Exploration of the downward transport mechanisms of biomass burning emissions from Indochina at the low boundary layer in East Asia

Chuan Yao Lin, Wen Mei Chen, Yang Fan Sheng, Wei Nai Chen, Chian Yi Liu

Research output: Contribution to journalArticlepeer-review

Abstract

Springtime is the biomass burning (BB) season in Indochina. BB emissions are transported to East Asia and Taiwan at elevations of between 2000 and 4000 m and then transported downward to the near-surface layer when weather conditions are favorable. In this study, a numerical model, the Weather Research Forecast with Chemistry (WRF–Chem) model with tracer simulation was employed to explore the downward transport mechanisms and evaluate their potential effects on the planetary boundary layer (PBL) and near-surface layer during the springtime (Feb.–April) in 2018. Ambient backscatter was measured through LiDAR, aerosol optical depth was measured by MODIS and Himawari-8 satellites and by ground observations from the stations of AERONET. The data were applied to identify the transport mechanisms and evaluate the performance of the model. We summarized the downward transport mechanisms surrounding Taiwan, including the thermal effects of mountain downslope circulations (MDC), frontal secondary circulation (FSC) downward transport, and the mixing of MDC and FSC (MMF). Over Taiwan, the contributions of BB emissions for the MDC to the near-surface layer (<500 m), PBL (<1500 m), and free atmosphere (1500–6000 m) were 0.4%, 4.7%, and >95%, respectively, during springtime in 2018. For the FSC (MMF) mechanisms, the BB contributions to the near-surface layer, PBL, and free atmosphere were 2.5% (3.3%), 15.7% (17.1%), and 84.3% (82.9%), respectively. MMF occurred the most frequently among these three mechanisms and had the largest effect on the near-surface layer and PBL. The downward contributions of BB in different regions, including Taiwan, southern China, and the East China Sea (ECS), were also evaluated. Southern China had the highest value (11.0% [2.1%]) in the PBL (near-surface layer), followed by Taiwan and the ECS (8.2% [1.2%] and 4.5% [0.4%]). Overall, this research fills a gap in our understanding of the mechanisms by which BB emissions are transported to the surface and how they affect air quality in East Asia in general and Taiwan in particular.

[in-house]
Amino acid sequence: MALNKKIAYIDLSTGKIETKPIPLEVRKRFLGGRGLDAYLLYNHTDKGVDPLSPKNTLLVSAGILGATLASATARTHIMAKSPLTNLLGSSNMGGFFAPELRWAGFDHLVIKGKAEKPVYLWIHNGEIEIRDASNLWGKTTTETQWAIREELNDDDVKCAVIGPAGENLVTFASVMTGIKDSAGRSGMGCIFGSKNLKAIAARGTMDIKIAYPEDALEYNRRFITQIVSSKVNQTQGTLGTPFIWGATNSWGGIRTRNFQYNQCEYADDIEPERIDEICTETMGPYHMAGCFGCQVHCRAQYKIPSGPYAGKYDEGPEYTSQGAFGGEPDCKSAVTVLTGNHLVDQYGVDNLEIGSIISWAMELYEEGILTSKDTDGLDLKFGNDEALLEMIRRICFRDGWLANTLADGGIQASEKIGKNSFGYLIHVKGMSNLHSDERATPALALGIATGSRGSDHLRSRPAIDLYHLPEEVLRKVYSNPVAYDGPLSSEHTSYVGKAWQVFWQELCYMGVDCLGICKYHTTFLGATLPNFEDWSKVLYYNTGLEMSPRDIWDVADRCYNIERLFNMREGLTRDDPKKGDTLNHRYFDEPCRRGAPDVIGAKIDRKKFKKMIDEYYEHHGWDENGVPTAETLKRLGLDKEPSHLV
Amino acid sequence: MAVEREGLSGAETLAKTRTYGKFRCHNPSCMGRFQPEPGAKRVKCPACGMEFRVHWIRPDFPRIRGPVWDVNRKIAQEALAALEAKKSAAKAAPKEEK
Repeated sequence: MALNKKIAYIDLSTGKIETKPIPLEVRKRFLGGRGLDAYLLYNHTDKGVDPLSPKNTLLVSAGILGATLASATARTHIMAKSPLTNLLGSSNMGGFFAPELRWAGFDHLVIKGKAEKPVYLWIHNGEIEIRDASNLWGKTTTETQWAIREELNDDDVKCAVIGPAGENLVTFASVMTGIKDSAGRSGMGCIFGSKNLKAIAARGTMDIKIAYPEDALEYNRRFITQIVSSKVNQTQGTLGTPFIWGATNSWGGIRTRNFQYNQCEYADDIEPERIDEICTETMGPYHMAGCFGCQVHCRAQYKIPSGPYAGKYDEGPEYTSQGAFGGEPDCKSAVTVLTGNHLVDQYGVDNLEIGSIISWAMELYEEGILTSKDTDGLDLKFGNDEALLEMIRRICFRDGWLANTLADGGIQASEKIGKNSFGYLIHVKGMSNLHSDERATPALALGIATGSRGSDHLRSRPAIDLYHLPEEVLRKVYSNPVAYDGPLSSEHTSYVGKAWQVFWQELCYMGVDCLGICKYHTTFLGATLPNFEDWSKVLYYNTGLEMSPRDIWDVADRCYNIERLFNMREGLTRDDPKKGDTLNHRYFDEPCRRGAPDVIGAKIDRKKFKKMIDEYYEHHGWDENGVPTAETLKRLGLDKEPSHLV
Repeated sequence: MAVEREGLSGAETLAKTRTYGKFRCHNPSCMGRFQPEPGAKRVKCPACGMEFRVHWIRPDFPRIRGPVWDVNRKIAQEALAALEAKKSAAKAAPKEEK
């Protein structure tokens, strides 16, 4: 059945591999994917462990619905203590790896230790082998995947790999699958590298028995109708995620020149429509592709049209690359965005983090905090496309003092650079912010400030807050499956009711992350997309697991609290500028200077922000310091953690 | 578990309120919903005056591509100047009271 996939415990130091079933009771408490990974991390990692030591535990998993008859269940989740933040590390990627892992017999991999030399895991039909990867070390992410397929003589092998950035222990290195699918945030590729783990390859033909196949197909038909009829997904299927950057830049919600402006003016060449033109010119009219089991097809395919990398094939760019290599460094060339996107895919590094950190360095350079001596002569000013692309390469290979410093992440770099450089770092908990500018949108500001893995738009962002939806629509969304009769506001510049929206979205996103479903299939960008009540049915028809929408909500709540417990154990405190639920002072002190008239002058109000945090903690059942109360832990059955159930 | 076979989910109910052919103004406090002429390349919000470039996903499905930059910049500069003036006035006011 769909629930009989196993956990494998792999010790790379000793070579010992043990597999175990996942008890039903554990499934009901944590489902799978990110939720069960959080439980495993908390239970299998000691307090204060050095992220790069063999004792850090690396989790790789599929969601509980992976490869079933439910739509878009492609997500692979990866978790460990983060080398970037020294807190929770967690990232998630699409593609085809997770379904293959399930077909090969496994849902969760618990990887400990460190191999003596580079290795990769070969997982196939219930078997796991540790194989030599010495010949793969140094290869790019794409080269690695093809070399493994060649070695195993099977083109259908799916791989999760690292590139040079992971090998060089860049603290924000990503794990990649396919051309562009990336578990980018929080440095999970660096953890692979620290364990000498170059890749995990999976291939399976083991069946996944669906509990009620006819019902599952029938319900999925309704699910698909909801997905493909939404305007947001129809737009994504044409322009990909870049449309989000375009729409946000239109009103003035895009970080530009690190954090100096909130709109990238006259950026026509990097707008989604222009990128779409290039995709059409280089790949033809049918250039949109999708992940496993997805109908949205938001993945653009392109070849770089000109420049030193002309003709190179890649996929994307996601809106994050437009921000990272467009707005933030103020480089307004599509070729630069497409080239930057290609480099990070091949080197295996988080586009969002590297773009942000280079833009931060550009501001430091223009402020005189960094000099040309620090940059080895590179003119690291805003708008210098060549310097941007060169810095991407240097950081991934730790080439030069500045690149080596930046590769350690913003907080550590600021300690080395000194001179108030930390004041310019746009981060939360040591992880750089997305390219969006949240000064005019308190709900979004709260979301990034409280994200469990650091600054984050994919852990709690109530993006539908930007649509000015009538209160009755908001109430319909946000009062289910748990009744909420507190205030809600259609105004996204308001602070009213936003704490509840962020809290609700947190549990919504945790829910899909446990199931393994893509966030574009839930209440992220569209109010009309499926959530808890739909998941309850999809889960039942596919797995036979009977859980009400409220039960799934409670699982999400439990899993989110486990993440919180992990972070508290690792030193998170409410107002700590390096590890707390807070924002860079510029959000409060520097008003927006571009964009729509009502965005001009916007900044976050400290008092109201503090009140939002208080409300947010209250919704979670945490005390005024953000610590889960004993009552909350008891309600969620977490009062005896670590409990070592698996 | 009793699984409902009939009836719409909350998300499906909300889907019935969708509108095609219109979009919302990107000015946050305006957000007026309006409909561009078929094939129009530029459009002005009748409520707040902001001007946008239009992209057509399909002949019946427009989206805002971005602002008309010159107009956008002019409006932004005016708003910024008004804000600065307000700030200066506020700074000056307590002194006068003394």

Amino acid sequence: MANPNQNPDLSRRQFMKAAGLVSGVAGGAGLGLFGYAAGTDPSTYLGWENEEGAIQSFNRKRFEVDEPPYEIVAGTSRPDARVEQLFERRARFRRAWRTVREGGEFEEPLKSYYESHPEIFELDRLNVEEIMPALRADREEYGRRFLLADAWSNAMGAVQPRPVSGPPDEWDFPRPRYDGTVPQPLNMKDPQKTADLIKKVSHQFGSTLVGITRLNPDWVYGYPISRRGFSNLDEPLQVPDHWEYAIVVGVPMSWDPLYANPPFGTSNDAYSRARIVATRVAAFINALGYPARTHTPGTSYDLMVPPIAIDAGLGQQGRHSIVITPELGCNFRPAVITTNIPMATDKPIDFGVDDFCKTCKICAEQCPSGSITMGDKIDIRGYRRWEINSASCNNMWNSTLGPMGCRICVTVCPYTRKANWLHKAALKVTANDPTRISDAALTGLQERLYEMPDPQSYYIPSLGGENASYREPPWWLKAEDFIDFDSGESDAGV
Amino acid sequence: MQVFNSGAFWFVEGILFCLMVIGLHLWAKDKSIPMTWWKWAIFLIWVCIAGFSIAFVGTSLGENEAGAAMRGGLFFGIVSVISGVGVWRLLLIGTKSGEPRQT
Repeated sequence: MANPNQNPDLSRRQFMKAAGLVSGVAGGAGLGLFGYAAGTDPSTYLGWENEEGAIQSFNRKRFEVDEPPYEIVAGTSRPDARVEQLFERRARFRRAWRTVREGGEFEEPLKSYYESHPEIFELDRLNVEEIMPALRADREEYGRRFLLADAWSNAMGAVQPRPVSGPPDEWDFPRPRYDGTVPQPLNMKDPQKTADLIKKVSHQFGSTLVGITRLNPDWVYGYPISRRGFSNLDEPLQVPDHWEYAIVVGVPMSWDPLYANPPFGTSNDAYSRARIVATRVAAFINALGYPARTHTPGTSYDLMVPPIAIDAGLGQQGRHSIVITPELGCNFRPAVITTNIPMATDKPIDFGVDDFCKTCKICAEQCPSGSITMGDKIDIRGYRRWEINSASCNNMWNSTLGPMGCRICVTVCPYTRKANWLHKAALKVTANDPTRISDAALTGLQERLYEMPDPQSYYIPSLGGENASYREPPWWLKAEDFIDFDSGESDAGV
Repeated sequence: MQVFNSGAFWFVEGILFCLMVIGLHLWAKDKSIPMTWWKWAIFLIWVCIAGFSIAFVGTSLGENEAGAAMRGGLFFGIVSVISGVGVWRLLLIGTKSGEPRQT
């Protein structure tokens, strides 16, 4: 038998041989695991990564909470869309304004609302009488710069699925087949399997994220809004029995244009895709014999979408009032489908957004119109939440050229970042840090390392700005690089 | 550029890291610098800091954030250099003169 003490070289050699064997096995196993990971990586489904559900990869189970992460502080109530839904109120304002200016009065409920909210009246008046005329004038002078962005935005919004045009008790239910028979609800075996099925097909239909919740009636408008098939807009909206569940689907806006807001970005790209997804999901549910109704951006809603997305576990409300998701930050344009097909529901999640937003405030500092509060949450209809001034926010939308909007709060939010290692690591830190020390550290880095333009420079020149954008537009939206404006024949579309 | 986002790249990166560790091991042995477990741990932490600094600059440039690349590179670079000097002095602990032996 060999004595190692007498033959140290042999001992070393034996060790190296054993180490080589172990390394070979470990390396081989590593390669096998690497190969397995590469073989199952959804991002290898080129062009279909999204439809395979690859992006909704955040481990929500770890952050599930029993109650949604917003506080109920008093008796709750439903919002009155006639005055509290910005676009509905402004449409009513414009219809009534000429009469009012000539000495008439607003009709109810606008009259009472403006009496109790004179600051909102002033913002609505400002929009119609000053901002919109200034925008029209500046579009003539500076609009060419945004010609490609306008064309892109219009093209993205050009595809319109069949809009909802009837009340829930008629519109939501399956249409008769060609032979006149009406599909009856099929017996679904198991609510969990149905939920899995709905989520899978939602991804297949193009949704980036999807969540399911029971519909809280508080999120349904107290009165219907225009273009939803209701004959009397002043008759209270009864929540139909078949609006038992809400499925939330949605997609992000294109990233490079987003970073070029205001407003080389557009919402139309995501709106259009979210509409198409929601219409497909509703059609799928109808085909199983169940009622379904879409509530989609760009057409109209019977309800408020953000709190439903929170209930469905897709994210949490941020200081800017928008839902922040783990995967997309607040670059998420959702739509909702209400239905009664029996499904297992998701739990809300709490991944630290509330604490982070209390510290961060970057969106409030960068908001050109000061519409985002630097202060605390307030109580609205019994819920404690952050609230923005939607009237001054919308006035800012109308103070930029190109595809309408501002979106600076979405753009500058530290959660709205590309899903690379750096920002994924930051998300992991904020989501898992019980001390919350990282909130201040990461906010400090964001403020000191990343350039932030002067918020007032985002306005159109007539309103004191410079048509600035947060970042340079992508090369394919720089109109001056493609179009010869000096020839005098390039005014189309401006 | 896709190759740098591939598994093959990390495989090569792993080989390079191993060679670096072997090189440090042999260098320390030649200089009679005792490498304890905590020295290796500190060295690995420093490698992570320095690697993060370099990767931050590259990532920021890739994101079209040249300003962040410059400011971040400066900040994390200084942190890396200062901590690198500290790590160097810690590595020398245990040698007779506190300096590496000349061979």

Original languageEnglish
Article number120117
JournalAtmospheric Environment
Volume314
DOIs
StatePublished - 1 Dec 2023

Keywords

  • Aerosol optical depth
  • Biomass burning
  • East Asia
  • Indochina
  • PBL
  • Tracer simulation
  • WRF-Chem

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